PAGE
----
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Mom Tested, Preschooler Approved Apps

Mom Tested, Preschooler Approved Apps

My 2-year-old asks to play with the “Elmo” a couple of times a week. That’s her nickname for our iPad, after her favorite app.

Screenshot via iTunes
Screenshot via iTunes

My husband is a computer engineer and I’m the tech director at Randolph School. As you can imagine, our home is filled with a variety of technologies. Of all the options we have, she finds the iPad to be the most engaging of our devices. Of course, we still spend the bulk of our time reading out loud, coloring, or playing with toys. But for the occasional interactive screen time, we both prefer our “Elmo.”

I continue to be impressed with the possibilities created by touchscreen tablets. They are easy and fun to use. They stay charged for long periods of time. They’re portable. All characteristics that make them virtually perfect technologies for young children. However strong the hardware and user interface, a tablet is only as good as its application options. You can definitely waste a ton of time and money looking for the right apps for your child’s use.

In both my roles as a mom and an educational technologist, I have tested numerous apps across most tablet platforms. There are hundreds of thousands of possible game, learning, and entertainment apps aimed at the toddler, preschooler, and kindergarten set. I look for usability, functionality, and some educational value when I’m evaluating apps for use at Randolph School or by my daughter. Many have failed my assessments. Some don’t work at all. Others are too complicated for younger children. Many have what I find to be inappropriate content.

The list below contains apps that my daughter and I have found enjoyable for toddler and pre-school age children. I’ve also polled some of my co-workers in our Lower School for apps they find useful in their Kindergarten classrooms.

Pre-K and Kindergarten Apps

  • Reading Rainbow Skybrary by Reading Rainbow (FREEMIUM on Apple iOS, Amazon Kindle & Google Android): Many of us remember the PBS show from the 80s and 90s. LeVar Burton brought the beloved concept back in digital library for a new generation of readers to enjoy.
  • Curious George apps by Houghton Mifflin Harcourt (PAID on Apple iOS & Amazon Kindle): This group of apps allows your child to explore different adventures with George like a trip to the zoo or the Australian Outback.
  • Sago Mini Doodlecast by Sago Sago (PAID on Apple iOS): This app records your child’s voice while they draw on the screen. It’s a great way to start encouraging writing and storytelling.
  • First Grade Learning Games by Kevin Bradford LLC (FREE on Apple iOS, Kindle, Google Android Play, Barnes and Noble Nook & Nabi): This app contains games aimed at both reading and math skills.
  • Starfall Education apps (FREEMIUM on Apple iOS, Kindle & Google Android): A group of apps that practice reading and math skills through a variety of games.
  • Little Writer by Innovative Mobile Apps (FREE/PAID Pro on Apple iOS): This kid-friendly app practices letter and number formation.
  • YouTube Kids by Google, Inc (FREE on Apple iOS & Google Android): A collection of child-appropriate videos and YouTube channels.

Toddlers and Preschool Apps

  • Sago Sago apps (PAID on Apple iOS, Amazon Kindle & Windows Store): Apps like Forest Flyer and Ocean Swimmer encourage independent exploration through complex landscapes and funny characters.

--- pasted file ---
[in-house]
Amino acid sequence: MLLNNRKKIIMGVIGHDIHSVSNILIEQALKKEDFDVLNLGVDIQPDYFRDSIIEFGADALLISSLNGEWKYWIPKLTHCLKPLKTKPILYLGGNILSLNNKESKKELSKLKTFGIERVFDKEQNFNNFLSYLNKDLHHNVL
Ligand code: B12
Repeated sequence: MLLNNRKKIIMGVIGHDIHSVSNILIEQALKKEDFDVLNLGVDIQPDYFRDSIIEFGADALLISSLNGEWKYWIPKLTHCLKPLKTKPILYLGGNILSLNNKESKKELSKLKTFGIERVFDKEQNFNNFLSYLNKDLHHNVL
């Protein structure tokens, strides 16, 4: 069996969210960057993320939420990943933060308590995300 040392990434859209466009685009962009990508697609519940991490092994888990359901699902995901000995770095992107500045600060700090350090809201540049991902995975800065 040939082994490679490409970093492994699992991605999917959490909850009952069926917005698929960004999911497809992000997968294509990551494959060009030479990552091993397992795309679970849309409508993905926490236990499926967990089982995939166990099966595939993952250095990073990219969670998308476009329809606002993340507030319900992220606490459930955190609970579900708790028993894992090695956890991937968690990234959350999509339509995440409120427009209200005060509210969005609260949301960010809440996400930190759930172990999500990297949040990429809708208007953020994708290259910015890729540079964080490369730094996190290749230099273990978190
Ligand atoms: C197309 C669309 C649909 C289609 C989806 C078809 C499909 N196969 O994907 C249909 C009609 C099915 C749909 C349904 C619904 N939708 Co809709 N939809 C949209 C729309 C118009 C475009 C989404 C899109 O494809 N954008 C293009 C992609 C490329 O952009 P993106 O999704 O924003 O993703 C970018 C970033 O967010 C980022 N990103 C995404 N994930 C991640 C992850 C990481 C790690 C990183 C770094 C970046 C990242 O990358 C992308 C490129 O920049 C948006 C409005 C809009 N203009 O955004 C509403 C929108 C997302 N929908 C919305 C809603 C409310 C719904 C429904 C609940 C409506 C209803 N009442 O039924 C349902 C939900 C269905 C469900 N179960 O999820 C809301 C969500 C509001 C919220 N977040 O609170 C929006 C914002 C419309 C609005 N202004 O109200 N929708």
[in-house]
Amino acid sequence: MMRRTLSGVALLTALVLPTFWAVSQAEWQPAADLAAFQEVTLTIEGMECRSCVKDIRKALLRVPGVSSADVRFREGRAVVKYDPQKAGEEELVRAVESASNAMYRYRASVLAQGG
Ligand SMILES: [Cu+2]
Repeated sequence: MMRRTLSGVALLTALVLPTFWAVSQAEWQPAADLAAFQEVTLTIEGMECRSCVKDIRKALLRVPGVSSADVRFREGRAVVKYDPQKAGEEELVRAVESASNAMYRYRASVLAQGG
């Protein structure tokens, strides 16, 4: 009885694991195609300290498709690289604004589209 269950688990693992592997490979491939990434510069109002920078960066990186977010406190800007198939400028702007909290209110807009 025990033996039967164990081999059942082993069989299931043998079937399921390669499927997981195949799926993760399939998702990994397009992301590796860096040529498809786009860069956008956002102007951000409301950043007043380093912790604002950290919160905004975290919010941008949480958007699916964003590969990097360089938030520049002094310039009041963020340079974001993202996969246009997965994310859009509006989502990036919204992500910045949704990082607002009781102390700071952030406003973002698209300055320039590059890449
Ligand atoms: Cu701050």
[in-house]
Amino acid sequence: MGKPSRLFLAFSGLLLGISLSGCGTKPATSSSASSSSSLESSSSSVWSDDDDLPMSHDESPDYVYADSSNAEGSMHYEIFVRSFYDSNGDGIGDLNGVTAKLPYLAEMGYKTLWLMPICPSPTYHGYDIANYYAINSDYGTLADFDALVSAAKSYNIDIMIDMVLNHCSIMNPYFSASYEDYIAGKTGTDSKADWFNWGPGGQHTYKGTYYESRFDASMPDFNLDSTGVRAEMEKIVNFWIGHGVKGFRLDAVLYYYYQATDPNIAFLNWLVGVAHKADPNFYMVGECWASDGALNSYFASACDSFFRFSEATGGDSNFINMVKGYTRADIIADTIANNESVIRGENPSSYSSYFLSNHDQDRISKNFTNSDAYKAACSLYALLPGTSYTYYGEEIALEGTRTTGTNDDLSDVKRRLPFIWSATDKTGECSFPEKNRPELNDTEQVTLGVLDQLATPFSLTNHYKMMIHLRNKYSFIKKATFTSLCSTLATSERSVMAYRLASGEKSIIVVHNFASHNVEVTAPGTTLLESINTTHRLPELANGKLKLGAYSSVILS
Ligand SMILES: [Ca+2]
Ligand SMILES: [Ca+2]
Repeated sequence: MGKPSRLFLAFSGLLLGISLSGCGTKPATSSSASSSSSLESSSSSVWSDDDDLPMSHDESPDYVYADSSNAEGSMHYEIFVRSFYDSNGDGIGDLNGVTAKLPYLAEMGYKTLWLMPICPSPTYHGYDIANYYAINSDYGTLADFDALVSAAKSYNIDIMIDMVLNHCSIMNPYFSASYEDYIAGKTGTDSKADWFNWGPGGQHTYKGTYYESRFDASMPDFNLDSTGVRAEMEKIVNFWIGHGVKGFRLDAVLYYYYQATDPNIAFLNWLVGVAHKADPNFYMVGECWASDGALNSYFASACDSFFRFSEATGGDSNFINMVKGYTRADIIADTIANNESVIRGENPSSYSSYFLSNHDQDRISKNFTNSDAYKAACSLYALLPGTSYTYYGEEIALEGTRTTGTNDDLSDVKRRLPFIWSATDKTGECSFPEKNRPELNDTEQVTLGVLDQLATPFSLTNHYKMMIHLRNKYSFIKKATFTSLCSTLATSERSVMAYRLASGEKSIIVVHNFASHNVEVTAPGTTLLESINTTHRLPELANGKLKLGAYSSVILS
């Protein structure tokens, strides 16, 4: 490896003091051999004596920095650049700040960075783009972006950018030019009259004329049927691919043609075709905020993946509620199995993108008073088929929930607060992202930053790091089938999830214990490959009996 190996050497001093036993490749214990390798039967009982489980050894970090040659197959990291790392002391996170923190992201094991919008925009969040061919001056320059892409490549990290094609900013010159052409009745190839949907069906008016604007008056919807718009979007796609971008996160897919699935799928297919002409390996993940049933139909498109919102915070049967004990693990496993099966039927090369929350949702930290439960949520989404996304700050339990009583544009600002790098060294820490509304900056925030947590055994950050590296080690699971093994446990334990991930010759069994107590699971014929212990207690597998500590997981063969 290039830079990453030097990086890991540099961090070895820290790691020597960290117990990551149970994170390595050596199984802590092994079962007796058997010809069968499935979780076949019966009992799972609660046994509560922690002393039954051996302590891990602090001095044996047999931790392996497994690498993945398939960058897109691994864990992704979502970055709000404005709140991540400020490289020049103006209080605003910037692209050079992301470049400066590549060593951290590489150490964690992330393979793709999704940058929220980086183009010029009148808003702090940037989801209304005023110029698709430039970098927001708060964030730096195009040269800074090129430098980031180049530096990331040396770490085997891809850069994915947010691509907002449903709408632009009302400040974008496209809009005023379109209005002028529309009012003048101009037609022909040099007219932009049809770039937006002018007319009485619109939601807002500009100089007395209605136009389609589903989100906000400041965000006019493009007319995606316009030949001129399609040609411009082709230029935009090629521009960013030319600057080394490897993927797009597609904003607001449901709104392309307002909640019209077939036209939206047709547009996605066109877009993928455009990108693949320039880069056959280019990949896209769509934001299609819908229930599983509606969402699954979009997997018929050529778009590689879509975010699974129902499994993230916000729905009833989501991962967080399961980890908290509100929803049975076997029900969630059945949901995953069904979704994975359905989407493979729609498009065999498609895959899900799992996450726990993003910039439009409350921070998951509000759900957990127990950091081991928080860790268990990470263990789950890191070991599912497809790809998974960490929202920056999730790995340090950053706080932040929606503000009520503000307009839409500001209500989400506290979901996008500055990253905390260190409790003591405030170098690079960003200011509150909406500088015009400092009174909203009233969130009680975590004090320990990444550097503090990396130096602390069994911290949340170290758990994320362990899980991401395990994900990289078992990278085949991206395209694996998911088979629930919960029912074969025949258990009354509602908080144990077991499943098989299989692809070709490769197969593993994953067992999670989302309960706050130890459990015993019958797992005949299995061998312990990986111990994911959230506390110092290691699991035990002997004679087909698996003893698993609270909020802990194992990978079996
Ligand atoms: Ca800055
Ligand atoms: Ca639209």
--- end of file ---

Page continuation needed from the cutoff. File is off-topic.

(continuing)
• Petting Zoo by Fox and Sheep GmbH (PAID on Apple iOS, Amazon Kindle & Google Android): A simple and amusing app that is suited for the youngest toddlers. It was the first app my daughter really enjoyed on her own.
  • Imagination Box by Jump App (FREE on Apple iOS): This drawing app with different brushes and clay shapes encourages shape recognition and creativity in younger children.
  • Peekboo Barn by Night & Day Studios (PAID on Apple iOS, Amazon Kindle & Google Android): Every toddler I’ve ever known loves animal noises and peek-a-boo; this app delivers on both.
  • PBS Kids apps (PAID on Apple iOS, Amazon Kindle, Google Android & Windows Store): PBS Kids offers a number of apps featuring characters from popular shows like Daniel Tiger, SUPER WHY and Wild Kratts. As with the TV shows, the apps focus on education and social development.
  • Sandra Boynton apps (PAID on Apple iOS): My daughter loves Boynton’s classic books Moo Baa La La La and Barnyard Dance. These apps bring the books to life and allow your child to interact with the characters.
  • Elmo Calls by SesameWorkshop (PAID on Apple iOS & Google Android): And last, but not least, my daughter’s favorite. She loves both Elmo and FaceTime and this app combines the two to allow our child to video chat with the Sesame character.
Kindergarten students at Randolph School use a math app on their tablets.
Kindergarten students at Randolph School use a math app on their tablets.

In addition to quality apps, I would also recommend that parents understand what options your tablet has for parental controls and restrictions. Most have the ability to lock into a current app, disable in-app purchases, and restrict inappropriate content. The Amazon Kindle even has a feature which allows you to limit the amount of time your child can spend on the tablet.

I’m always on the lookout for new technology tools to help my kids and our students. I’m sure you’ve found many other great apps and I’d love to hear about them in the comments section or via Twitter @ALdasilvia.

Deb Brink is the mother of two girls and the Director of Information Services at Randolph School. She has worked in technology for 16 years and in educational technology for the last five years. She is also working on completing her MS in Computer Science at UAHuntsville.


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